True tech support story. We’ve got a deployed user who’s having problems with his PC. I’ve been convinced for about the past three months that the problem is user-inflicted. I still don’t have any hard evidence of that, but man, did I get some circumstantial evidence this week. He’s always talking about how computer proficient he is, and how great his Gateway and Winbook PCs are (never mind how awful the Winbooks fare up in every reliability rating I’ve seen, and Gateway… don’t get me started).
Well, we had to help him get CompuServe set up. So we asked him for his CompuServe user ID and password, among other things. He typed it all up and faxed it to us. Right under his username was this:

Password: * (thirteen of these)

This self-styled computer genius thinks his CompuServe password is 13 asterisks!

Now, don’t get me wrong, there’s nothing wrong with dedicating your life to knowing something else, like accounting, or music, or something like that. But don’t talk about how computer-savvy you are and question my computer competence if you think your CompuServe password is 13 asterisks!

Current events. I occasionally get e-mail about this or that. I think the most recent one I got was about public schools. I work hard to keep up on computers, of course, since that’s my career, and on issues directly related to Christianity, since that’s probably my biggest interest, and of course I’m comfortable talking music and baseball. But when it comes to things like gun control, or public education, or the death penalty… Yes, I have an opinion. No, it’s usually not strong enough that I’m going to make a big deal of it. No, I probably haven’t researched it enough to have anything compelling to say about it.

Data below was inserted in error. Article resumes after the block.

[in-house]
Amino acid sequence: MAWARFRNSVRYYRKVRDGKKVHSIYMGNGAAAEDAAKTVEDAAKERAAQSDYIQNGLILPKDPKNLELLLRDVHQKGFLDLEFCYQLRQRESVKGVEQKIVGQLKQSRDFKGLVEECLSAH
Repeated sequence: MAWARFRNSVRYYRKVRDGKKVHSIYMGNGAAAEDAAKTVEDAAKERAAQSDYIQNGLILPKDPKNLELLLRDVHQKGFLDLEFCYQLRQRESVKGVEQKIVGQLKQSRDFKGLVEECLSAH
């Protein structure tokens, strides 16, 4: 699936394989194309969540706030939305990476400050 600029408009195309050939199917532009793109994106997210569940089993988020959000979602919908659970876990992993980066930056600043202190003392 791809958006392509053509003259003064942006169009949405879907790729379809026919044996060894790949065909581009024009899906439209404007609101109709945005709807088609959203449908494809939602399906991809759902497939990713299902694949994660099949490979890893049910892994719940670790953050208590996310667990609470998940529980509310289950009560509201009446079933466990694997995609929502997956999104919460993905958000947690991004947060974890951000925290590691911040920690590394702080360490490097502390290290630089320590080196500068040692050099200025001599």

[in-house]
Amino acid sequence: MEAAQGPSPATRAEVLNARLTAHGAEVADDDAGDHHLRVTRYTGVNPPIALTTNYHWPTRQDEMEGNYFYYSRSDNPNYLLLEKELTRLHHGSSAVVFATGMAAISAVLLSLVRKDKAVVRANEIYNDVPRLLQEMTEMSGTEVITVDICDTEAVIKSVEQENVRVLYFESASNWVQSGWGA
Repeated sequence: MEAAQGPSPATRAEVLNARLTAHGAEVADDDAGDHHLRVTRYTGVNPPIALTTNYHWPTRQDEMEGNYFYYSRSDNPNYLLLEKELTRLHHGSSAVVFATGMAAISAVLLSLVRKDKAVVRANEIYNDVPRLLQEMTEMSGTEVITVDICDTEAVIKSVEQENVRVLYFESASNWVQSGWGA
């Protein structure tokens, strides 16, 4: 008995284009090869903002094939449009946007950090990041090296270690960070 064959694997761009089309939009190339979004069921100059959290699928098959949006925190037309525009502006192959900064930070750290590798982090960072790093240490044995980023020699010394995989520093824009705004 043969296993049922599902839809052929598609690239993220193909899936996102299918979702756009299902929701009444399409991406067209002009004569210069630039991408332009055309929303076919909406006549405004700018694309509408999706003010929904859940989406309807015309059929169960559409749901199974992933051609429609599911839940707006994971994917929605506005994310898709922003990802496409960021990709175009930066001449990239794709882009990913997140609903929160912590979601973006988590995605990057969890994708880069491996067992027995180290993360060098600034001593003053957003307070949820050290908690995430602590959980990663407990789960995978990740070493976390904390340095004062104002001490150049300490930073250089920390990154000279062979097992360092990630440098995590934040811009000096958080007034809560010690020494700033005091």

Do people want me to talk about this stuff? One of the things that annoys me the most is when I go to someone’s Weblog and all I find is links to a bunch of news stories and the author’s opinion of it, usually with lots of circular arguments. I’m quickly off looking for someone who’s a good storyteller or has content that interests me, preferably original stuff. So that’s where I naturally try to focus.

I’ve mulled over the idea of opening up a message board dedicated to issues, but I’m torn. The gun control debate that popped up here earlier this year really alienated some of my regulars. One quit talking to me altogether, I suspect because I wouldn’t agree with him. I hacked off one or two others when I wouldn’t continue it, but honestly, if the debate had been raging on someone else’s site, I wouldn’t have been reading it. So why participate in something I’m not interested in reading? And I’ve seen mailing lists totally degenerate over debates regarding questions that no one has any clear-cut answers to. People want everyone else on the list to agree with them, and when they don’t, it turns into a flame war, and the list dies.

Then again, if I were to open up such a board, there’s nothing saying I even have to read it. I can open it and people can talk if they want, and can leave when they want.

Any thoughts?